That game was a resounding victory for the Para platoon, effectively writing off the German #1 platoon for the campaign. The Paras themselves suffered no permanent losses and remained in good shape. On that basis I saw no reason to replace them with a fresh platoon just yet.

This third scenario was make or break for the Germans. They have eight campaign games to gain a victory. This was about to be campaign game five, which meant if they don't win this one they would have to win every subsequent scenario to achieve victory. Losing didn't mean victory was impossible, but it would certainly make it a tall order. With that in mind I planned to try and do as much damage as I could to this next German platoon. This was the last time I intended to use my original platoon, so I felt I could take some casualties in the process without the risk of carrying those losses into the following games (although that cavalier attitude to the men's lives might not boost their opinion of me).

Annoyingly, the final missing team from the parachute drop, the PIAT team, still failed to show up. I really didn't want to have to spend support points on bringing in what I felt I should already have. I had seven support points, so decided on a Roadblock instead of a PIAT team. The terrain is very restricted for the available German vehicles, none of which are sturdy enough to drive through the tall stone walls. I knew a roadblock would absolutely guarantee a limited range of movement for any AFV, while the PIAT could end up a one-shot wonder or die trying to get a shot off. Remaining support points went on an additional section of Paras and an Adjutant. I wanted to be able to get both senior leaders on the table and try to make full use of 'concentrated fire' with the bren teams to inflict casualties.

German Force Morale was eight and the British was nine, giving them the initiative. The Germans had five free moves with their patrol markers, but at the end of the phase our Jump Off Point placement varied very little from the previous playing.

The Germans learn that the Paras have blocked off the main road into the town.

The roadblock prevents vehicle access into Ranville.

Despite holding the initiative the Paras decide to remain hidden in their first phase and wait to see what the Germans had in mind. It was soon clear that Dave was following a similar pattern to his last assault into Ranville. He deployed two squads to his right flank with a senior leader. That was all very familiar, so what did he have in mind that was going to be different? Firstly there was no Werfer pre-game barrage, so I knew I would have no issue deploying, but clearly he had another plan.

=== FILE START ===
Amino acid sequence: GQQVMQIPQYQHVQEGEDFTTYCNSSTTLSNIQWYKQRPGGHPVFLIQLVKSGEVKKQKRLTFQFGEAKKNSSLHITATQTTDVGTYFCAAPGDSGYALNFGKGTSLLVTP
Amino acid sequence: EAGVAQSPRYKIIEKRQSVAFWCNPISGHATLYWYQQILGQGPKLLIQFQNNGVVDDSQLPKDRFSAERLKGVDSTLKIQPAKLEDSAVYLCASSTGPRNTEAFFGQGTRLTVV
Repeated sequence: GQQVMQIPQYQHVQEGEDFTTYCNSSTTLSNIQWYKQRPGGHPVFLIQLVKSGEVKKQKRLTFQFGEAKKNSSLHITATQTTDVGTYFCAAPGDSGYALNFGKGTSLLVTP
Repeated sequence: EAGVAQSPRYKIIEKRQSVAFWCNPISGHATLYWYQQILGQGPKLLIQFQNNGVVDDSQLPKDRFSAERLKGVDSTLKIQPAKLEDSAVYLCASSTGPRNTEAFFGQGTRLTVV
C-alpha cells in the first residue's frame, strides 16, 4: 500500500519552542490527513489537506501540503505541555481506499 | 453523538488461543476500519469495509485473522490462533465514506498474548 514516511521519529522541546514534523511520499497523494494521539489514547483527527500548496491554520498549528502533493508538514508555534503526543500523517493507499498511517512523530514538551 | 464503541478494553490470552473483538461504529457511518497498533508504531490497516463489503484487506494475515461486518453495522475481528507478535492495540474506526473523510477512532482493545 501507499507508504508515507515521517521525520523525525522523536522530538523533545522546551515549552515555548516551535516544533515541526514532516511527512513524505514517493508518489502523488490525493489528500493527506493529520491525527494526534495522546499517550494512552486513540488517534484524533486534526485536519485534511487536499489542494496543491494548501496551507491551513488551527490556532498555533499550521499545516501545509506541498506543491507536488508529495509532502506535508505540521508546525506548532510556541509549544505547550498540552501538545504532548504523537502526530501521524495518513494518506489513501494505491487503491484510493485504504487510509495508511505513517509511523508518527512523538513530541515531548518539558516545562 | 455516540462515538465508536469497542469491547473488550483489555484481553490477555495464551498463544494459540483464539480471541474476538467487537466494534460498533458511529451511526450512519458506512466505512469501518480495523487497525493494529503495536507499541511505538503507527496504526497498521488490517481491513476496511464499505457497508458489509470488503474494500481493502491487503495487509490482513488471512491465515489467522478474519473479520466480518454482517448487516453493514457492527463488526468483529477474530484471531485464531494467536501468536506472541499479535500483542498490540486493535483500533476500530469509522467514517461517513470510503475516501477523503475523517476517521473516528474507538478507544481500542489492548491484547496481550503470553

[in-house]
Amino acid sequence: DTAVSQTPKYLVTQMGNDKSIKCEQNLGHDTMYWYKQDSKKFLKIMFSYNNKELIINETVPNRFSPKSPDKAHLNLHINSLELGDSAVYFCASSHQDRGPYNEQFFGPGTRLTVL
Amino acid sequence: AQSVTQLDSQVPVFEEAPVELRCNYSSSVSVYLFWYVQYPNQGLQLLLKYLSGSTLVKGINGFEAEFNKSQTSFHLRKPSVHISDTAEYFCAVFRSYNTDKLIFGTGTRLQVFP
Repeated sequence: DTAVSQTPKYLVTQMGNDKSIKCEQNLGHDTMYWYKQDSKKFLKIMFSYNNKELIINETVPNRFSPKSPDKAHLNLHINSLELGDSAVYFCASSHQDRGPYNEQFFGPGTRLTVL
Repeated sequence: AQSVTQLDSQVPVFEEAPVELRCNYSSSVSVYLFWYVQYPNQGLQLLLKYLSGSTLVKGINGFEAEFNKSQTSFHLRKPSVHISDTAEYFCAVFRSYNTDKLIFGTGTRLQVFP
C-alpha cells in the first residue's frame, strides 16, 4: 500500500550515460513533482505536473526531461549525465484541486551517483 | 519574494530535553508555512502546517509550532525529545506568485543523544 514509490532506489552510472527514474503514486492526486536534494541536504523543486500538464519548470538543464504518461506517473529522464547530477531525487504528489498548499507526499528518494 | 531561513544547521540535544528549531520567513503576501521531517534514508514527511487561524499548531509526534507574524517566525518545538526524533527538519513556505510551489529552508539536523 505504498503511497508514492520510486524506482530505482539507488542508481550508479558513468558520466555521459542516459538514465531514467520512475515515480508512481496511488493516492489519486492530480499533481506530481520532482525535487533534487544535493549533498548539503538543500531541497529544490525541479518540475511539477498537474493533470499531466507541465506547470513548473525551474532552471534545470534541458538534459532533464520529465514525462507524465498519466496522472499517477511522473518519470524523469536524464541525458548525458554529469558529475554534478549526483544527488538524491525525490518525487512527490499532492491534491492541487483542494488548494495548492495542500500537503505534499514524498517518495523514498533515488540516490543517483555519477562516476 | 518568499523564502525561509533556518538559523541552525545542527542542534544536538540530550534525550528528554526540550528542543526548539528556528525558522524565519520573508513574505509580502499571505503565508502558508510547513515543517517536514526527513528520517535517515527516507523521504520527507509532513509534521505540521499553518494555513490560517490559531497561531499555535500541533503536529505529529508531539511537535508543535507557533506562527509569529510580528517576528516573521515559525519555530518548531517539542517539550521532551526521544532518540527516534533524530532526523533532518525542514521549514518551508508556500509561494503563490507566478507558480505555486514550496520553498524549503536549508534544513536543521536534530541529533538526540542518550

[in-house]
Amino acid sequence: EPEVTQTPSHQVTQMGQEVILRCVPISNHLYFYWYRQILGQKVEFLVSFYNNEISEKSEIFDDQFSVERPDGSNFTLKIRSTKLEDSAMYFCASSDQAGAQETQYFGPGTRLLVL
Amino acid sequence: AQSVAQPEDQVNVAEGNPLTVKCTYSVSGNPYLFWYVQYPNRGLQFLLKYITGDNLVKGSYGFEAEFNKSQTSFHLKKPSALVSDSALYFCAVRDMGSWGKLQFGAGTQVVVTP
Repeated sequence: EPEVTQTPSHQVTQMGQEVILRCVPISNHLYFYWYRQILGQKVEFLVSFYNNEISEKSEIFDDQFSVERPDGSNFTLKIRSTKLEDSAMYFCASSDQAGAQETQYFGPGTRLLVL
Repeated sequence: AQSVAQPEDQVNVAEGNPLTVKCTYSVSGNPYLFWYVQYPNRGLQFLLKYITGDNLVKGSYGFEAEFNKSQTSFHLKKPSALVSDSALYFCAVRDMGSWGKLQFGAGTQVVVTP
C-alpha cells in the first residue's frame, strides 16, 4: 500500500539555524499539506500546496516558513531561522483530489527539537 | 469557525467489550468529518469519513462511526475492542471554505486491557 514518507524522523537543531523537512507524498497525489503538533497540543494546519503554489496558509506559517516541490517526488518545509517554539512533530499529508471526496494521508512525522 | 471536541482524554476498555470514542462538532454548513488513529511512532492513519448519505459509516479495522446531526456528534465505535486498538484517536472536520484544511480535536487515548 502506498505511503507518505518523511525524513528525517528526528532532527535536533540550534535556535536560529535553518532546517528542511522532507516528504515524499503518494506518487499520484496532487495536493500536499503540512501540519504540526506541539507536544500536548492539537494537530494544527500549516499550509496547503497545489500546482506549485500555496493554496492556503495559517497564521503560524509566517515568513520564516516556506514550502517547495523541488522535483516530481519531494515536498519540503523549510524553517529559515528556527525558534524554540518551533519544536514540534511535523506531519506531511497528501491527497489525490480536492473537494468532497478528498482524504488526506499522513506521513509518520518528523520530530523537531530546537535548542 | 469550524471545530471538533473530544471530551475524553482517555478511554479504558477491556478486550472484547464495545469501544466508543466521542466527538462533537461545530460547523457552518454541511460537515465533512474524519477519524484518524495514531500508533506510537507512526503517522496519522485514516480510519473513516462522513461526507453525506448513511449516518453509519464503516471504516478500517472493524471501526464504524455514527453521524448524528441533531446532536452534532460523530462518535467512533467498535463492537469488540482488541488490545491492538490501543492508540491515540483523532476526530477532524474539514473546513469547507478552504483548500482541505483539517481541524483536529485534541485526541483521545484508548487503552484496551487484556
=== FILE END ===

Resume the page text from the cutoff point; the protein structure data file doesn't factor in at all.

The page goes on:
He was already aware that I was taking a different approach with the appearance of the roadblock, but what did he have in mind?

I thought I would approach this differently by trying to inflict casualties whenever I had a good opportunity. With the German right flank facing a move across fairly open ground I really thought I should take full advantage to hurt him before pulling back. Once the two German squads appeared on the table I decided to make a concerted and quick effort to take these out before pulling over to the other flank to deal with what I was sure would be his other avenue of approach.

My command dice allowed me a lot of flexibility and so I deployed a senior leader and the support section, with its two bren teams, to the upper level of the farmhouse. A rifle section went into the ground level. In the upper level of the barn behind the farmhouse I placed the Bren team from my one depleted section. The barn has only one window facing the Germans but the line of sight over the high wall into the fields was a good one.  That gave me four bren teams that could fire, plus a number of riflemen.

British deployment to hit the first two German sections in the fields

Using the CI of the Senior Leader and the Junior leaders I used 'concentrated fire' to try to take out individual MG42 teams. I was aiming for a hit and run result before too much fire could be returned my way. Regrettably the Paras were not on form today and the unerring accuracy they demonstrated in the previous encounter deserted them. The Germans took only two casualties and a few points of shock, but were otherwise unscathed. That wasn't supposed to happen. The German squad on Overwatch returned fire to the upper level and immediately killed two Paras. With elite troops in hard cover at effective range I was hoping I could me more resilient, but not so.